Honestly, the FIRST thing I noticed and appreciated was the GRAMMAR.  Had I not had a refresher in grammar, I would not have been able to understand my own Spanish teacher when I was brushing up on my Spanish.  But most importantly, I would not have been able to seamlessly pass this on through my teaching in a way that “we both” understand.   The other skill from the TEFL course that was helpful was the various techniques to get interactively involved during class and how to inject discipline for the older kids that had an influence on the younger ones.

6. Do you have any advice for people thinking about taking the plunge into the world of TEFL?

GO FOR IT!  Just remember they look at you as “KNOWING IT ALL” so you really can’t go wrong in the way you implement your approach. This is new to them, so they look for to you for guidance.  But most importantly, be creative and use all your resources (on-line, TEFL materials and other teachers etc…). 

7. What are your plans for the future?

I’m preparing to return to the Dominican Republic for good over the next year. 

8. If you have anything else to add please feel free!

This experience has been life altering and I would NOT change one aspect of the route I took to get here.

 

Our March 2016 Course

Matt with his fellow trainees

An Interview with Matt Peterson from Australia who graduated in April 2016

  1. What is your name, age, where are you from originally and where are you currently living?

Matthew Peterson, but Matt will do. I am 42 and originally from Adelaide, South Australia. I am currently living in Lima, Peru

  1. When did you successfully complete your TEFL Certificate course and what have you been doing since then? Please tell us about who and where you have been teaching.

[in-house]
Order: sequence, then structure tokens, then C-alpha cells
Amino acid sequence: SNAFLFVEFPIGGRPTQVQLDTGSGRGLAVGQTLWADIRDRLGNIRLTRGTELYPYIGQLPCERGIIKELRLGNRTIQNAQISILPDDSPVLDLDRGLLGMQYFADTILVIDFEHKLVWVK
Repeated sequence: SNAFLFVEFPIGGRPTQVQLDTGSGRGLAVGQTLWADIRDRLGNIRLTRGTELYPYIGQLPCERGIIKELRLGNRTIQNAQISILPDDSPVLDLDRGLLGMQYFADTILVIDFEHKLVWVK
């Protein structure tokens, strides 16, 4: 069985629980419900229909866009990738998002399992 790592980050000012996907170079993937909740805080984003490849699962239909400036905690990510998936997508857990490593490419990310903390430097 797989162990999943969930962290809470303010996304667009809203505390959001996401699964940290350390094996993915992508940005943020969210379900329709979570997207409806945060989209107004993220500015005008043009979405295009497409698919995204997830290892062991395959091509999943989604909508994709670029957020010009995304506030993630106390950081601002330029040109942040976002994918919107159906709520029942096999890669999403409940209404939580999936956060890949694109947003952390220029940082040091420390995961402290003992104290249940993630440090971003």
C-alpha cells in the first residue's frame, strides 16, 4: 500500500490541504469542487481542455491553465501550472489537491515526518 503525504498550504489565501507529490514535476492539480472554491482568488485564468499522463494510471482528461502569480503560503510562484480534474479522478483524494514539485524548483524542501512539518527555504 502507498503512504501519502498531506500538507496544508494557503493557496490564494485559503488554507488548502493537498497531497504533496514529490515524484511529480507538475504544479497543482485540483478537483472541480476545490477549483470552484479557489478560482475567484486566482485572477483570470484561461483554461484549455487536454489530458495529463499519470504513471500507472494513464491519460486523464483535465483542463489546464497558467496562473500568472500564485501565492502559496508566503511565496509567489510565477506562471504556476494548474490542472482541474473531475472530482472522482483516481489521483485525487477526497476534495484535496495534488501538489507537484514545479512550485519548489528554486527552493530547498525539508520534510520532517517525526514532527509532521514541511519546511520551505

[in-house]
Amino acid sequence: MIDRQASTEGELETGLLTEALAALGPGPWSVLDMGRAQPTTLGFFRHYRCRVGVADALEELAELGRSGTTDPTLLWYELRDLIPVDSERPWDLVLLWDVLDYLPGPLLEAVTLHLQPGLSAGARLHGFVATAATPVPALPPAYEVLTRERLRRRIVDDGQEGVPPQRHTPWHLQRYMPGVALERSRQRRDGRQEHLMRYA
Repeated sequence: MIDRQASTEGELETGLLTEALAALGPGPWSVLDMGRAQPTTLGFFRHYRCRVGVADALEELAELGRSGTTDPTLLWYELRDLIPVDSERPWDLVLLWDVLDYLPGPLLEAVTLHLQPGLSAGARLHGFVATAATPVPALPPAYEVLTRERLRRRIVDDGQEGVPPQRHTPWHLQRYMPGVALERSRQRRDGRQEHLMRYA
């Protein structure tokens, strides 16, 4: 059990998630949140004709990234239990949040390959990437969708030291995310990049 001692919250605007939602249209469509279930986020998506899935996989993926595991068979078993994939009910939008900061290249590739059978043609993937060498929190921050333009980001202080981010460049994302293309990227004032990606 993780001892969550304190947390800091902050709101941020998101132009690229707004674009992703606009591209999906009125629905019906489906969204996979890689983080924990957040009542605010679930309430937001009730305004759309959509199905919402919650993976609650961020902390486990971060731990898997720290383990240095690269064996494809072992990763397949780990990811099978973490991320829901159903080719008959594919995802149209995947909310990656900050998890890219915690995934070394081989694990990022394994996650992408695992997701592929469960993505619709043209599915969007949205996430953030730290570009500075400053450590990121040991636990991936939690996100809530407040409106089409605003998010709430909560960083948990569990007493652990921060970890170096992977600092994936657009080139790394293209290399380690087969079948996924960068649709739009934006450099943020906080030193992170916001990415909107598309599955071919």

I completed my course in April 2016 and had a lot of fun doing it. Since then I relocated to Lima and, with some help, I found a great place to live and accumulated some simple living items, ie bed, fridge, microwave etc.  Then I went on to find work. It was a little slow to start with but it picked up very quickly and I had a full schedule of approx 30 hours after about 2-3 weeks of looking. I teach a variety of people from different backgrounds. From a mountain bike mechanic and tour guide to a top flight insurance salesman. I teach anywhere in Lima that is no more than about 30-40 min ride from my house in Surco

  1. Our March 2016 Course

    Matt in his teaching practice classes

    What has been the most rewarding thing about teaching English abroad?

The most rewarding thing to me, has been seeing that first sign of improvement and seeing the new understanding of a particular grammatical rule or even a passage that the student is reading. Seeing the smile slowly creep across their face and they say ‘I actually understand what I am reading’ is a very satisfying feeling. Also the meeting of new and different people and how they allow you into their homes and lives is quite special.

  1. What has been the most challenging thing about teaching English abroad?

The most challenging thing for me, so far, has been the language barrier. Before I came to Peru I knew no Spanish at all and as I am involved in teaching English all day, most days, I find it difficult to improve my Spanish. But slowly I am picking up some things here and there. I hope to be earning enough in the near future whereby I can decrease my hours teaching and hopefully attend a Spanish language course.